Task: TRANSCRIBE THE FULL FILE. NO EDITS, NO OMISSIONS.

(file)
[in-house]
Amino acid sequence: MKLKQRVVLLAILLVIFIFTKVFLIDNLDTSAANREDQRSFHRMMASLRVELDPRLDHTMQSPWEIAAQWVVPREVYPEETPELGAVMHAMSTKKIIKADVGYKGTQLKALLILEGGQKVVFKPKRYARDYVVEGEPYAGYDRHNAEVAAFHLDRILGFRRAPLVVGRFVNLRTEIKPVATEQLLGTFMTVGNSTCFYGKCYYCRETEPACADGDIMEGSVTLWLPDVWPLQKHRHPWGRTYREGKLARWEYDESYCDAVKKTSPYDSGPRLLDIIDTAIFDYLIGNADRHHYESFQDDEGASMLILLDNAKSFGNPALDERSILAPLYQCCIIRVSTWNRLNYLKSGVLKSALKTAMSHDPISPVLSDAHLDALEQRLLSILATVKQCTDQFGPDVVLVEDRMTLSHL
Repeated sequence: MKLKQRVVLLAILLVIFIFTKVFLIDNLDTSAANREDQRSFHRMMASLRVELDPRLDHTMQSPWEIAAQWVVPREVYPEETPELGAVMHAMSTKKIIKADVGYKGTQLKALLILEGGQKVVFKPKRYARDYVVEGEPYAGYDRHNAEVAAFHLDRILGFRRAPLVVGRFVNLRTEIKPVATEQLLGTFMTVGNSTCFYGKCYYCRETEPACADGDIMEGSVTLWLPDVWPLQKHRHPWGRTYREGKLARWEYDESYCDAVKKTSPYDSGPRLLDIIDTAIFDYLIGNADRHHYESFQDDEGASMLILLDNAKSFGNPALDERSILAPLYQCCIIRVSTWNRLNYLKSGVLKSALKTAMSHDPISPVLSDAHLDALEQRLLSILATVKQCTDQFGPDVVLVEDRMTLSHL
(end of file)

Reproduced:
[in-house]
Amino acid sequence: MKLKQRVVLLAILLVIFIFTKVFLIDNLDTSAANREDQRSFHRMMASLRVELDPRLDHTMQSPWEIAAQWVVPREVYPEETPELGAVMHAMSTKKIIKADVGYKGTQLKALLILEGGQKVVFKPKRYARDYVVEGEPYAGYDRHNAEVAAFHLDRILGFRRAPLVVGRFVNLRTEIKPVATEQLLGTFMTVGNSTCFYGKCYYCRETEPACADGDIMEGSVTLWLPDVWPLQKHRHPWGRTYREGKLARWEYDESYCDAVKKTSPYDSGPRLLDIIDTAIFDYLIGNADRHHYESFQDDEGASMLILLDNAKSFGNPALDERSILAPLYQCCIIRVSTWNRLNYLKSGVLKSALKTAMSHDPISPVLSDAHLDALEQRLLSILATVKQCTDQFGPDVVLVEDRMTLSHL
Repeated sequence: MKLKQRVVLLAILLVIFIFTKVFLIDNLDTSAANREDQRSFHRMMASLRVELDPRLDHTMQSPWEIAAQWVVPREVYPEETPELGAVMHAMSTKKIIKADVGYKGTQLKALLILEGGQKVVFKPKRYARDYVVEGEPYAGYDRHNAEVAAFHLDRILGFRRAPLVVGRFVNLRTEIKPVATEQLLGTFMTVGNSTCFYGKCYYCRETEPACADGDIMEGSVTLWLPDVWPLQKHRHPWGRTYREGKLARWEYDESYCDAVKKTSPYDSGPRLLDIIDTAIFDYLIGNADRHHYESFQDDEGASMLILLDNAKSFGNPALDERSILAPLYQCCIIRVSTWNRLNYLKSGVLKSALKTAMSHDPISPVLSDAHLDALEQRLLSILATVKQCTDQFGPDVVLVEDRMTLSHL